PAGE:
You Can Lower Your Stroke Risk Even If You’re 50-Plus: Study

Woman with chest pain suffering from heart attack during runningHave you ever thought that you are “too old” to do something? It’s something I hear far too often.

“What can I do? I’m 50 for crying out loud!”


But the truth is that even in middle age, you can make substantial changes to your future health prospects. A study published in early April in Stroke, a Journal of the American Heart Association, showed that lifestyle adjustments in their 50s could have a major impact on future stroke risk.

According to the study, the average age of a stroke for women is 75. Women suffer more strokes than men and tend to fall into poorer health than their male counterparts following such an event.

Researchers found that getting more physical activity, quitting smoking, making healthier food choices, and managing weight could all reduce stroke risk when undertaken by people in their 50s.

The team also suggested results would apply to men.

The biggest benefits to lowering stroke risk appeared to be increasing physical activity to the tune of at least 30-minutes per day, and gradual weight loss. Exercise alone was found to cut risk by up to 20%.

Intake of nuts and fish was also associated with risk reduction, especially when processed and unprocessed red meat consumption dropped.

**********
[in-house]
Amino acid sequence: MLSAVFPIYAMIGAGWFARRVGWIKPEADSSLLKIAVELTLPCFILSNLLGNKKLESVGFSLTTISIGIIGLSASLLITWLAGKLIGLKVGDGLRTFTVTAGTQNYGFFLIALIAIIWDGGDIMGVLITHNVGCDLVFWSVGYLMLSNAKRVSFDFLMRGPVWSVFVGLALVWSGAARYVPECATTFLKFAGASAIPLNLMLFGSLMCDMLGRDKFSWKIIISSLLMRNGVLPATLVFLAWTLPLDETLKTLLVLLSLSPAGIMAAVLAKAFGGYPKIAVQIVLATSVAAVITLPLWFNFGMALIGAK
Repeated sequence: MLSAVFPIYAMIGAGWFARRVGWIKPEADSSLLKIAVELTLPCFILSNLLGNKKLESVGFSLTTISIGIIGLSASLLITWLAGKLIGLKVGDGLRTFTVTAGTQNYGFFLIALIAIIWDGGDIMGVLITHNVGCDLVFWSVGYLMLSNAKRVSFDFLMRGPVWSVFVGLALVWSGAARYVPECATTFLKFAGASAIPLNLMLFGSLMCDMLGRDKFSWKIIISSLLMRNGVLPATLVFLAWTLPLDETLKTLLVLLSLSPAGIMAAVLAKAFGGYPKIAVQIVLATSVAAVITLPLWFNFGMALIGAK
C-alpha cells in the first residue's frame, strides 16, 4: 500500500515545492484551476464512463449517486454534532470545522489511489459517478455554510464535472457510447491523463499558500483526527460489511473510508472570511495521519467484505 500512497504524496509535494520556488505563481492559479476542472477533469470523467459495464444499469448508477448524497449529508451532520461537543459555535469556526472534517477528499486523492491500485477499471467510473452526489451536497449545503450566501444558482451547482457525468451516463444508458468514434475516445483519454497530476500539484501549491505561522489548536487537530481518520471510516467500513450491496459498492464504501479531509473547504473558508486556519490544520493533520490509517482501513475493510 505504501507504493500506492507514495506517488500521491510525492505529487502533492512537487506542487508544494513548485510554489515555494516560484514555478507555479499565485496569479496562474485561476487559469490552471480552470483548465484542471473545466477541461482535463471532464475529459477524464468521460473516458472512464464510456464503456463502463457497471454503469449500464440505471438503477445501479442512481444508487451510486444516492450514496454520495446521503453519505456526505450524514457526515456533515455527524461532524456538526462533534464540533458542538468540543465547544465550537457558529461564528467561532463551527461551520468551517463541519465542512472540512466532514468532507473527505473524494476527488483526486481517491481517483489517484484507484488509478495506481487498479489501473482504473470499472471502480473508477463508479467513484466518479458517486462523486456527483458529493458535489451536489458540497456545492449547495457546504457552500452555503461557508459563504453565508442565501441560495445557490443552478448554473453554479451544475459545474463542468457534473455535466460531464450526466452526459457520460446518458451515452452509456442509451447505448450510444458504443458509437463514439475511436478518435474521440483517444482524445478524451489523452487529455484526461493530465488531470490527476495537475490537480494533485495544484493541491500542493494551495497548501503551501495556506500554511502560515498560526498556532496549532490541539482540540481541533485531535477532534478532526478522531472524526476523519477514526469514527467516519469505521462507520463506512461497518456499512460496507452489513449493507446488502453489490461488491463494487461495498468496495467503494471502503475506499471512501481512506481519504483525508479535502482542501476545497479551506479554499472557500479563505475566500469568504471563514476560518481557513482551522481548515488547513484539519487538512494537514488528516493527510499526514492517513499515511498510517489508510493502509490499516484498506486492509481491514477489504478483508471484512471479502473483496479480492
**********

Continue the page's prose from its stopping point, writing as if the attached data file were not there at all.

This should come as little surprise, and the researchers also recommended eating more fruits, vegetables, whole grains, and less processed and refined foods.


The point of all this is that it’s rarely too late to take control of your future and health. There is plenty of data to show that at virtually any age, individuals can make positive changes.

Conditions like high blood pressure, high cholesterol, type-2 diabetes, and stroke risk are all modifiable. Further, reducing the risk for these conditions typically requires the same steps.

So, whether or not you’re in middle age, know that there are decisions you can make today to improve your health tomorrow.

Author Bio

Devon Andre has been involved in the health and dietary supplement industry for a number of years. Devon has written extensively for Bel Marra Health. He has a Bachelor of Forensic Science from the University of Windsor, and went on to complete a Juris Doctor from the University of Pittsburgh. Devon is keenly aware of trends and new developments in the area of health and wellness. He embraces an active lifestyle combining diet, exercise and healthy choices. By working to inform readers of the options available to them, he hopes to improve their health and quality of life.


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